It used to be enough to simply edit your Wikipedia page for Google to make the change, but now you have to change every single profile and webpage that is relevant in your geo and industry. You need to have the same information on every source Google is paying attention to within your industry to avoid confusion. If you can rapidly provide a consistent change across all relevant sources, Google will happily change the subtitle for you.
“Wikidata and Wikipedia are both very strong signals, but simply correcting those is not necessarily enough. ANd I would never recommend relying purely on those for yany aspect of a Knowledge Panel. You need to change every relevant reference to you. In my case, I changed every description about me from Jason Barnard is a musician and digital marketer to Jason Barnard is an author and a digital marketer. And I did that in less than three hours. The repetition around the web is incredibly powerful. But it was the consistency of that change on the same day that made the switch to the new subtitle in my Knowledge Panel so seamless.”Jason Barnard (The Brand SERP Guy)
Using Kalicube Pro SaaS to Speed the Process Up
If you want to change every profile and major mention you have online, then you will need to start by creating a list. This list is called a Digital Ecosystem which basically includes everything online about and around your brand.
The compilation can be done manually through research and spreadsheets. But finding every single profile and major mention you have online is a very tedious and boring job.
Kalicube Pro does that job for you in just a few minutes. We tried identifying all major references to an entity manually to see just how much time Kalicube Pro saves. Manually, it took 12 hours to find 42 profiles. In addition, it took 3 hours to organise in a spreadsheet, and update those 42 profiles with the new subtitle.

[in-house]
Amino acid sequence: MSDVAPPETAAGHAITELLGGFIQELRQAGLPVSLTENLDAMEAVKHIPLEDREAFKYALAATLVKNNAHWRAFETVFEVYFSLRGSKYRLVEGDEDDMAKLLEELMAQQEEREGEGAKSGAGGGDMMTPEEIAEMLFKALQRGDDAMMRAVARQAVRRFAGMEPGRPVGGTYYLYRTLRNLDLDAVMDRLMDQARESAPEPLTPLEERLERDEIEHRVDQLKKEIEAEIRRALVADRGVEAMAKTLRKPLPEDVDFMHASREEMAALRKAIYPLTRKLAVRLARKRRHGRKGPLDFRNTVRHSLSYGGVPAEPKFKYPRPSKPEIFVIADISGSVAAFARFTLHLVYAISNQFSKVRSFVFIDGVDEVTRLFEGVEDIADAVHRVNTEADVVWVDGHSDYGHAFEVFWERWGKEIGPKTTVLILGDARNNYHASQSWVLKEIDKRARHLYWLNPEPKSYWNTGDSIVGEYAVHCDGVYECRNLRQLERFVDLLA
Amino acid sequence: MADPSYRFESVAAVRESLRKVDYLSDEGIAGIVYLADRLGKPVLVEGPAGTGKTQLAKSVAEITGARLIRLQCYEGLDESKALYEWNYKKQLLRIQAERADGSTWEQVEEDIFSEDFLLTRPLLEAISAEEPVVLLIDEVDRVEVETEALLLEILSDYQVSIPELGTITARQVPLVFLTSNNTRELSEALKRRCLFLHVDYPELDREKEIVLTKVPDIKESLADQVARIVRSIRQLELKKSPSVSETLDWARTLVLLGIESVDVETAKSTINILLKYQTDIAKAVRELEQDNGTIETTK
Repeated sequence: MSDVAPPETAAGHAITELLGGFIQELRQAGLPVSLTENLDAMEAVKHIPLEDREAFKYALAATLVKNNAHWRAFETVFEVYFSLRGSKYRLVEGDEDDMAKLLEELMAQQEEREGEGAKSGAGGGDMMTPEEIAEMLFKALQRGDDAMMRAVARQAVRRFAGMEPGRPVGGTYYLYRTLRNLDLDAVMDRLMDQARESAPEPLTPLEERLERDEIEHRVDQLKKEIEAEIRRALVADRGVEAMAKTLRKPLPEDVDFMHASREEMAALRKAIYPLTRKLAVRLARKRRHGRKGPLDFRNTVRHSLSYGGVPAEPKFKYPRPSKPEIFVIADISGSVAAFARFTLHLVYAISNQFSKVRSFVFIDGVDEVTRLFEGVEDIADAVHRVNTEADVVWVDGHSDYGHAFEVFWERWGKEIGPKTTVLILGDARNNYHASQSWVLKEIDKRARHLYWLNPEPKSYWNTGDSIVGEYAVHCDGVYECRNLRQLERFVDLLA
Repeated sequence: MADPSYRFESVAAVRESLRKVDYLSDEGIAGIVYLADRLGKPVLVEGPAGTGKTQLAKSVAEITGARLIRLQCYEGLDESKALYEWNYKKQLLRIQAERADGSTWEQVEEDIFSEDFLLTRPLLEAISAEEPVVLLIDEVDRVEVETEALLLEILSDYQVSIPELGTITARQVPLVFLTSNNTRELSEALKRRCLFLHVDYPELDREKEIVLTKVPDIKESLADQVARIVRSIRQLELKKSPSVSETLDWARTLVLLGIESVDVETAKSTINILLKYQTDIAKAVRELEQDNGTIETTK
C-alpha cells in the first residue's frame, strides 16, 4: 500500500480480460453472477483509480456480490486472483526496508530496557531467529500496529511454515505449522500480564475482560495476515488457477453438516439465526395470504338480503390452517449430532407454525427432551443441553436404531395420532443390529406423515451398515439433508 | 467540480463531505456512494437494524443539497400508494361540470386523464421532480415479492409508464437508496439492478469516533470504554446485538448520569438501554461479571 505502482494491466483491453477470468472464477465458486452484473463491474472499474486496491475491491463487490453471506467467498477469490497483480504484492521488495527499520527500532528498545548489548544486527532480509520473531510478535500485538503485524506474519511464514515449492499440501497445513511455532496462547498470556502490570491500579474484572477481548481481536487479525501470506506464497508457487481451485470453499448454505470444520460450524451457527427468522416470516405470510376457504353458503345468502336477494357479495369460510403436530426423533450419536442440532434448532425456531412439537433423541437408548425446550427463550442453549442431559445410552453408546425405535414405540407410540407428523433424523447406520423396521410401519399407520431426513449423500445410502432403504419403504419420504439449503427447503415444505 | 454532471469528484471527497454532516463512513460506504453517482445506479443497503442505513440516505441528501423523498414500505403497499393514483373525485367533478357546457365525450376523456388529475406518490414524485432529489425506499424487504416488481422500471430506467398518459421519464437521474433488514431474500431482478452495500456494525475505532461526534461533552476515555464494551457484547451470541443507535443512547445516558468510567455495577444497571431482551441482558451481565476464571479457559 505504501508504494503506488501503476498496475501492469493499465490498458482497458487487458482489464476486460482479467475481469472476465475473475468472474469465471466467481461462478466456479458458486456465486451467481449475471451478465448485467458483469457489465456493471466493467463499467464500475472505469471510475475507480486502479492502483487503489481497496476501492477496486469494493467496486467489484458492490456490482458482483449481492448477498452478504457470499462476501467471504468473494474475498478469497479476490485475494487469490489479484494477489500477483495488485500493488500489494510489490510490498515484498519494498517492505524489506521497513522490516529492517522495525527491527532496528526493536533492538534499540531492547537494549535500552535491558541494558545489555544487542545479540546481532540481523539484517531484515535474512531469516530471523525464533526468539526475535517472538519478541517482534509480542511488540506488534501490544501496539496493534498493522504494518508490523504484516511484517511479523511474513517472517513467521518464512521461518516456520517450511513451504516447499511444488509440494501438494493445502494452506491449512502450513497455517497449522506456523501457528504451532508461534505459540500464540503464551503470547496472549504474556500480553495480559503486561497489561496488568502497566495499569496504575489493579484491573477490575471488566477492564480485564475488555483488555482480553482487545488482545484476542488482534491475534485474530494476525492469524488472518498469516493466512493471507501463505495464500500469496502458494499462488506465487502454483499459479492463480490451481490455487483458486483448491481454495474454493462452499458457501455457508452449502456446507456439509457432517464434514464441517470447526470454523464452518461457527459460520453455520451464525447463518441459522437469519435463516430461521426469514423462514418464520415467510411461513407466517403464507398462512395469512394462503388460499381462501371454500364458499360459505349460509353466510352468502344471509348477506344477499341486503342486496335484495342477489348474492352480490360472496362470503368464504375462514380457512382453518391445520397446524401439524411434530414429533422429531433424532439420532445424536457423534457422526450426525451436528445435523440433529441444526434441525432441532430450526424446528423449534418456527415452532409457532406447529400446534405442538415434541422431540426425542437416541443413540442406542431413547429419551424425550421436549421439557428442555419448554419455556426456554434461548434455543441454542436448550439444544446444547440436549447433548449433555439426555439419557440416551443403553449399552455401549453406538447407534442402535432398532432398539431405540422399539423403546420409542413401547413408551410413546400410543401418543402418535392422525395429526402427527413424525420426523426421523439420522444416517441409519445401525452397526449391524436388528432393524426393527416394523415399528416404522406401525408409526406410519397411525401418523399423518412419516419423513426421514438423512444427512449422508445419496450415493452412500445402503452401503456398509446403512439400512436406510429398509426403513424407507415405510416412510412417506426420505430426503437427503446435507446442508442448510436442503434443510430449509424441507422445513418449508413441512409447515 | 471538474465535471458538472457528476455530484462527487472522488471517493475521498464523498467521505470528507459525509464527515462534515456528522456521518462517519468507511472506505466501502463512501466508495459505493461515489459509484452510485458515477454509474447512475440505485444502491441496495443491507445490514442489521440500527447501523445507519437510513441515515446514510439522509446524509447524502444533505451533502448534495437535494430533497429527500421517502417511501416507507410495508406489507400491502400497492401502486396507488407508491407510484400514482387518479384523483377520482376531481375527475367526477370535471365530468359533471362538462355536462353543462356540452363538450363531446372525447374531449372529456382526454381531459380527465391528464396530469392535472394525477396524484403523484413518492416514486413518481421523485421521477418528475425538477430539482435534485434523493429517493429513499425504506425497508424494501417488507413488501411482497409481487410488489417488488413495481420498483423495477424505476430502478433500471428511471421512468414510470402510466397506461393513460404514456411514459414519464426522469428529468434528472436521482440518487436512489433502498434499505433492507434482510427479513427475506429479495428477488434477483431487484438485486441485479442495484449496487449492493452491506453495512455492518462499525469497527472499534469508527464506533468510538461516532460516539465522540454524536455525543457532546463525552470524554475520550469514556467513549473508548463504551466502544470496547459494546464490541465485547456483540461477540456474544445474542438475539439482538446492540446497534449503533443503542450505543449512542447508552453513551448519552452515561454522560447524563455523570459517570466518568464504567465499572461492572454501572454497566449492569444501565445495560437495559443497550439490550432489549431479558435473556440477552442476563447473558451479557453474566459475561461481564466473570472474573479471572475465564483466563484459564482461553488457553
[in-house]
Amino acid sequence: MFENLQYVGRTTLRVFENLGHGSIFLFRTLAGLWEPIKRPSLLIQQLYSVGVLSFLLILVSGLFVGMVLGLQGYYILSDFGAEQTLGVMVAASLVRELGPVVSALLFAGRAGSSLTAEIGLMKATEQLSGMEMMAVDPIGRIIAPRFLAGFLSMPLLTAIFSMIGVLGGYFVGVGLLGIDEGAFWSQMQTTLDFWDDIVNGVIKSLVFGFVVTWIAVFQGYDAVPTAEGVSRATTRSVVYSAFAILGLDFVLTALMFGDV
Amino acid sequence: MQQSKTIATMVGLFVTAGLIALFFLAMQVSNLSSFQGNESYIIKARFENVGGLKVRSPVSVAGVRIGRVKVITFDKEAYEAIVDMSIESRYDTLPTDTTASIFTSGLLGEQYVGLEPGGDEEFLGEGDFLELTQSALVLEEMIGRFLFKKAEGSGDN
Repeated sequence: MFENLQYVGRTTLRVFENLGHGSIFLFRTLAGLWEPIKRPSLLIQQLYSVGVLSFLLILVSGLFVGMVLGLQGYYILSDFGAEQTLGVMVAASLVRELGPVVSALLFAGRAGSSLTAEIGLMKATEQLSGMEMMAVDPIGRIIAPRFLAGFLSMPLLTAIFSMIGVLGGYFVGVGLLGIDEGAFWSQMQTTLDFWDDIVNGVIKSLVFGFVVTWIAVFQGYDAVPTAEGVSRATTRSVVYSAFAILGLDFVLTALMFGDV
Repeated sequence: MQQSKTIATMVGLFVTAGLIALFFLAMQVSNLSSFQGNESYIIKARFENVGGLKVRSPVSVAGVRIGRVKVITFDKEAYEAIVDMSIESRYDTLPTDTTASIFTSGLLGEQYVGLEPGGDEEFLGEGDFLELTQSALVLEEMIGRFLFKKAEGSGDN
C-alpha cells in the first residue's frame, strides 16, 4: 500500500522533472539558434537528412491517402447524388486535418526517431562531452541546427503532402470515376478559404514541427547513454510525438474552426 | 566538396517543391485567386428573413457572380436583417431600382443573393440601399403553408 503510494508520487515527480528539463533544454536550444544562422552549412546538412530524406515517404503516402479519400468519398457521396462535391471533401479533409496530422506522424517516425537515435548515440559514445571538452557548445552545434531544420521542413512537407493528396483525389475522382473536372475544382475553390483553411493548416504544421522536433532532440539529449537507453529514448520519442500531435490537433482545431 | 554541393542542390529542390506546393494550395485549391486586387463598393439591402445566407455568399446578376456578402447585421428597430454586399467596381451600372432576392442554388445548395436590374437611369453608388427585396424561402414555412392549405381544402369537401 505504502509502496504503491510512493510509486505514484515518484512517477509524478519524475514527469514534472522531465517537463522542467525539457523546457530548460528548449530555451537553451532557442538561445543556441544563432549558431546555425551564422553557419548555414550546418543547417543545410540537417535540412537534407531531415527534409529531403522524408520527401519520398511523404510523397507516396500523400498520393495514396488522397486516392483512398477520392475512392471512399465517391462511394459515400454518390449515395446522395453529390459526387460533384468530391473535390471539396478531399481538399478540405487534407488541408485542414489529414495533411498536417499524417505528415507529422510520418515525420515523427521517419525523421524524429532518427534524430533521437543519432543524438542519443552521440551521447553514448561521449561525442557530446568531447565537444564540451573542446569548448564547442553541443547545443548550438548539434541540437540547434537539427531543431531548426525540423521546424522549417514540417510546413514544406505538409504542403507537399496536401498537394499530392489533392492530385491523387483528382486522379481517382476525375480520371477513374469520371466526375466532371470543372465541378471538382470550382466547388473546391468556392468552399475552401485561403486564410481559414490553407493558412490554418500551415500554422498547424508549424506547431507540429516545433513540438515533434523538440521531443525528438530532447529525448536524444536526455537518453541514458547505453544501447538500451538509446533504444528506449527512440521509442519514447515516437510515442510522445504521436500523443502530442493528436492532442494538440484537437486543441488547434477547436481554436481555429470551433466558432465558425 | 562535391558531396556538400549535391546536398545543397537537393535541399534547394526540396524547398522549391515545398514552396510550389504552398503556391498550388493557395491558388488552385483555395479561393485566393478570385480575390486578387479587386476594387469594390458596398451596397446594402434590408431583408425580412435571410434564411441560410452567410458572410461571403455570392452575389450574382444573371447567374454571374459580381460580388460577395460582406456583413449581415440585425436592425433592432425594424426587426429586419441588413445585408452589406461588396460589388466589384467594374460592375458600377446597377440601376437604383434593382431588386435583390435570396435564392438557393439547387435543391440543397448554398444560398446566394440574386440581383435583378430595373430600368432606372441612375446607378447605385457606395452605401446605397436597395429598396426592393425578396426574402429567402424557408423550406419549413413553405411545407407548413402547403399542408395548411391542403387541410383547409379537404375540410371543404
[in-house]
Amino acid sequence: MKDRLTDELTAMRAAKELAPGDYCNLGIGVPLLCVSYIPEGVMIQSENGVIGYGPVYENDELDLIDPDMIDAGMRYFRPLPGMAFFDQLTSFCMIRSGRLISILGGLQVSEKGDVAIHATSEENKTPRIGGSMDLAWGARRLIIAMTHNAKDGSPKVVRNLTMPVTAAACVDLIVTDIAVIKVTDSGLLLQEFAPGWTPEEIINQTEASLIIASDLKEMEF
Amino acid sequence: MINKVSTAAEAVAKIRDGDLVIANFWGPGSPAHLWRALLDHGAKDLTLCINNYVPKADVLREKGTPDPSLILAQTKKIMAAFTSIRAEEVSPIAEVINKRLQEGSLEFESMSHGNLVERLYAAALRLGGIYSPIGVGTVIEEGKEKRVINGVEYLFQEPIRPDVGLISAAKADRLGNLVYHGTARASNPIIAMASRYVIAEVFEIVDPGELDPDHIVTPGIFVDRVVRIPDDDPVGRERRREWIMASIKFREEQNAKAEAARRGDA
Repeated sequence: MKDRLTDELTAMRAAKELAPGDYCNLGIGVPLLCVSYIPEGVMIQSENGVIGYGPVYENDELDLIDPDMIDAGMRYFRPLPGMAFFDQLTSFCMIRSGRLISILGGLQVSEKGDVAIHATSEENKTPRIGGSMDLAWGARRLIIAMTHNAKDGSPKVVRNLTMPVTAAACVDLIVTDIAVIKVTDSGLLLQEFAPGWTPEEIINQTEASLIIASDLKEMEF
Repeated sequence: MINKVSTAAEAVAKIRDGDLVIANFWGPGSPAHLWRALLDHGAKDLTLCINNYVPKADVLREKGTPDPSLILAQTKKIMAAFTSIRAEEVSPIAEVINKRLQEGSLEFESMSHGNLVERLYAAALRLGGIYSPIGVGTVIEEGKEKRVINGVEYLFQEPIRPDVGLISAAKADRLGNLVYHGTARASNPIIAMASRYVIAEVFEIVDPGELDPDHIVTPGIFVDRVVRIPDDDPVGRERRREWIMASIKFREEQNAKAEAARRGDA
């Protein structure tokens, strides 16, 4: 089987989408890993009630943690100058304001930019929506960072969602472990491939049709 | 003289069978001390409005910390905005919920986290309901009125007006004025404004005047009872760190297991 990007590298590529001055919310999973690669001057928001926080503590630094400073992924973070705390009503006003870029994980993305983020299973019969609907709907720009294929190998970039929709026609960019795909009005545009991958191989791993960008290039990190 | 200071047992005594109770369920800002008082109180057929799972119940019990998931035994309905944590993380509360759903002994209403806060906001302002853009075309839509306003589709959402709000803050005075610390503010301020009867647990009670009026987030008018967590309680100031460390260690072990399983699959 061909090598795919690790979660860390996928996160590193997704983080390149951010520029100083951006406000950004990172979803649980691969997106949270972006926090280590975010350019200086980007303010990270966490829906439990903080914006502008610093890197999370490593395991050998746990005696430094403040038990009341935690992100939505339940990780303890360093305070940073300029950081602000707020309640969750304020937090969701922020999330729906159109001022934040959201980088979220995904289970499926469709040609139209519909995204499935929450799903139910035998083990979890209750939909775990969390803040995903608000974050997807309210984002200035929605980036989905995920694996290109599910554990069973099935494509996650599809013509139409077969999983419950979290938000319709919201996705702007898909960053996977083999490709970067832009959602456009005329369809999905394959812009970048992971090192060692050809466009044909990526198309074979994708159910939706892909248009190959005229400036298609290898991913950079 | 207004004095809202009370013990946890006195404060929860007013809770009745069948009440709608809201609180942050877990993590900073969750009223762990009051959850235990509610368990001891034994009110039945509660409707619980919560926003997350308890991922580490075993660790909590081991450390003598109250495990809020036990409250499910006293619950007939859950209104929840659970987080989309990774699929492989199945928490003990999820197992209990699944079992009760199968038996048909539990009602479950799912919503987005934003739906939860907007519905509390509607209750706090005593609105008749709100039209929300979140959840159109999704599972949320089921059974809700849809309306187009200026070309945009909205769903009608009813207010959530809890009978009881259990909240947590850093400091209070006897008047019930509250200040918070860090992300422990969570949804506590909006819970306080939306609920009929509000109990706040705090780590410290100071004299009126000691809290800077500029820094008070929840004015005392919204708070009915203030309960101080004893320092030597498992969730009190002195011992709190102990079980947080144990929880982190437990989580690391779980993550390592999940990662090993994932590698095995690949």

With Kalicube Pro’s Classification Tool it took 10 minutes to find all the major references (data sources, profiles, reviews and articles) and only took 2 hours to update them! That is a phenomenal time saver. Plus, Kalicube Pro finds 50% more profiles and articles – in this case, 61 profiles, as opposed to the 42 found manually.
“What Kalicube (Pro SaaS) did was present me with a prioritised list of 61 knowledge sources that Google is using for my entity. To switch my Knowledge Panel subtitle, I just clicked on each one in the list, corrected the information on the page, clicked on the next one, corrected that, clicked on the next, and corrected that … it took me two hours in total – an afternoon on January 20th 2022 (coincidentally my sister’s birthday).”Jason Barnard (The Brand SERP Guy)
A more detailed case study [insert link] was conducted to show the comparison between two methods for compiling a list of knowledge sources Google uses for a named (specific) entity.
When you look at the numbers, it’s clear that the time you need to spend and the quality of the results obtained with a manual search pales in comparison to what Kalicube Pro SaaS does in just a few minutes. This phenomenal tool saves you days of (very) tedious work that, frankly, is a headache.
Kalicube Pro SaaS also Automatically Ranks the Results According to Google Importance